Castleman Disease Differential Diagnoses

Updated: Jan 09, 2023
  • Author: Geneva E Guarin, MD, MBA; Chief Editor: Emmanuel C Besa, MD  more...
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Diagnostic Considerations

The differential diagnosis of unicentric Castleman disease (UCD) includes other disorders that can present as a solitary enlarged lymph node and/or systemic symptoms. As a general rule, it is unusual for patients with other causes of reactive lymphadenopathy to present with enlargement of a solitary lymph node, or to have lymph node enlargement to sizes greater than 2 to 3 cm, clues that can be helpful when the histologic appearance raises the possibility of UCD. However, the "CD-like" histopathological features can be seen in other disorders.

The differential diagnoses for the hyaline vascular histopathological subtype of UCD include the following:

  • Toxoplasma lymphadenitis
  • Burned-out HIV lymphadenitis
  • Follicular hyperplasia of any cause
  • Non-Hodgkin lymphoma subtypes with nodular growth patterns
  • Follicular dendritic cell (FDC) sarcoma
  • Autoimmune lymphoproliferative syndrome (ALPS)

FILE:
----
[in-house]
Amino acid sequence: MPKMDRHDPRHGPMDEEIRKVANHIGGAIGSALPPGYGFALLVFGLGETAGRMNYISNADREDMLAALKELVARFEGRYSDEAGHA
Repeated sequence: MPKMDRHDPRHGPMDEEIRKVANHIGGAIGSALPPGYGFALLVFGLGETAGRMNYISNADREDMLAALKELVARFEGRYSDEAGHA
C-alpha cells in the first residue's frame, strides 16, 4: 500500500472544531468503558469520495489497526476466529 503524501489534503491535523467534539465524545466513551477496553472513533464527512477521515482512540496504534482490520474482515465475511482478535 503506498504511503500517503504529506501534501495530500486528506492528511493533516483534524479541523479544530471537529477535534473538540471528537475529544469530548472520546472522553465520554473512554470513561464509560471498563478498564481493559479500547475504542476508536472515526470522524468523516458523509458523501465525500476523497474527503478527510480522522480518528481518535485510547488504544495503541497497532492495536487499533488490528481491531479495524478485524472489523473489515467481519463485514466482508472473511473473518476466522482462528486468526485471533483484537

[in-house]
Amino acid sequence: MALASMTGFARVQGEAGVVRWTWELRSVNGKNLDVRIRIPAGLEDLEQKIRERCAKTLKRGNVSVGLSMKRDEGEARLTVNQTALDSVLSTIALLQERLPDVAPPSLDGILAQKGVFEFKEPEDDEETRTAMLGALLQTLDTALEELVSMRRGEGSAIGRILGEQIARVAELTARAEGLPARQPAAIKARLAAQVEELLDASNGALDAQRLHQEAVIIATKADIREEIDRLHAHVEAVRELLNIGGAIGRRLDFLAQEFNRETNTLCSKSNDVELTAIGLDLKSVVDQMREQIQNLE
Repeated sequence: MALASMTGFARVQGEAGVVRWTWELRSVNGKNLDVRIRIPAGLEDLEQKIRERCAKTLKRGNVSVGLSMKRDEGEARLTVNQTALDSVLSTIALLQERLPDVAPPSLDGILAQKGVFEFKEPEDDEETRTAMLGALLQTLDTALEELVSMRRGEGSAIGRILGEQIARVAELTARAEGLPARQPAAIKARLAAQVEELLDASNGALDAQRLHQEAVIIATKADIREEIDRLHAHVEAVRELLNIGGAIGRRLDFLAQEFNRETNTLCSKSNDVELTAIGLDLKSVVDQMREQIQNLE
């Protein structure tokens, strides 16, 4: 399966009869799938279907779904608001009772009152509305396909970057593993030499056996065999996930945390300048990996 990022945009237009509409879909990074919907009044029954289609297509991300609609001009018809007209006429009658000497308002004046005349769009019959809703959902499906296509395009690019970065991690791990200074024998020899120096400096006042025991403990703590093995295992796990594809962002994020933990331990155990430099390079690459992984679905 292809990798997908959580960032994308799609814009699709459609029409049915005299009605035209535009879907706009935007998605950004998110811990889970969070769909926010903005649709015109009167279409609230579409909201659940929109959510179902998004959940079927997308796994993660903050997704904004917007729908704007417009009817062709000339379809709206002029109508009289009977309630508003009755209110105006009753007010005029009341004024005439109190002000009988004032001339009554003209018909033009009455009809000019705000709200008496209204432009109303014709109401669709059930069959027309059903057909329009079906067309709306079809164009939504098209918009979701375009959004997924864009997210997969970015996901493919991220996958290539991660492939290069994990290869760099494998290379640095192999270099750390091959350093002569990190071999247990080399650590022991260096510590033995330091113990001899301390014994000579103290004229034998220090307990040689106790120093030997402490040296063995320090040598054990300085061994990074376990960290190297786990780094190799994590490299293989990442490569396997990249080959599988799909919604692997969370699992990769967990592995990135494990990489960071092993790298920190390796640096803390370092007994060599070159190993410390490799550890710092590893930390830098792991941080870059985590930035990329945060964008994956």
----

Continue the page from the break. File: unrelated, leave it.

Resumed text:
The differential diagnoses for the plasma cell histopathological subtype of UCD include the following:

The differential diagnosis of human herpesvirus 8–associated multicentric Castleman disease (HHV-8–associated MCD), which presents as the plasmablastic histopathological subtype, includes the same disorders as HHV-8–negative MCD (below), as well as the following:

  • HIV lymphadenitis
  • Kaposi sarcoma inflammatory cytokine syndrome (KICS)
  • Kaposi sarcoma

Diagnosis of HHV-8–negative/idiopathic multicentric Castleman disease (iMCD) requires exclusion of disorders that can mimic iMCD. In addition to the diseases listed above, these include the following [10] :

  • Human herpesvirus 8 (HHV-8)–associated MCD - Can be excluded by negative latency-associated nuclear antigen–1 (LANA-1) staining in a diagnostic lymph node
  • Epstein-Barr virus (EBV)–associated lymphoproliferative disorders (eg, infectious mononucleosis or chronic active EBV infection); however, low levels of EBV are not necessarily exclusionary
  • Inflammation and adenopathy caused by other uncontrolled infections (eg, acute cytomegalovirus, toxoplasmosis, HIV, acute tuberculosis)
  • Adult-onset Still disease
  • ALPS
  • Juvenile idiopathic arthritis
  • Lymphoma
  • Primary lymph node plasmacytoma
  • FDC sarcoma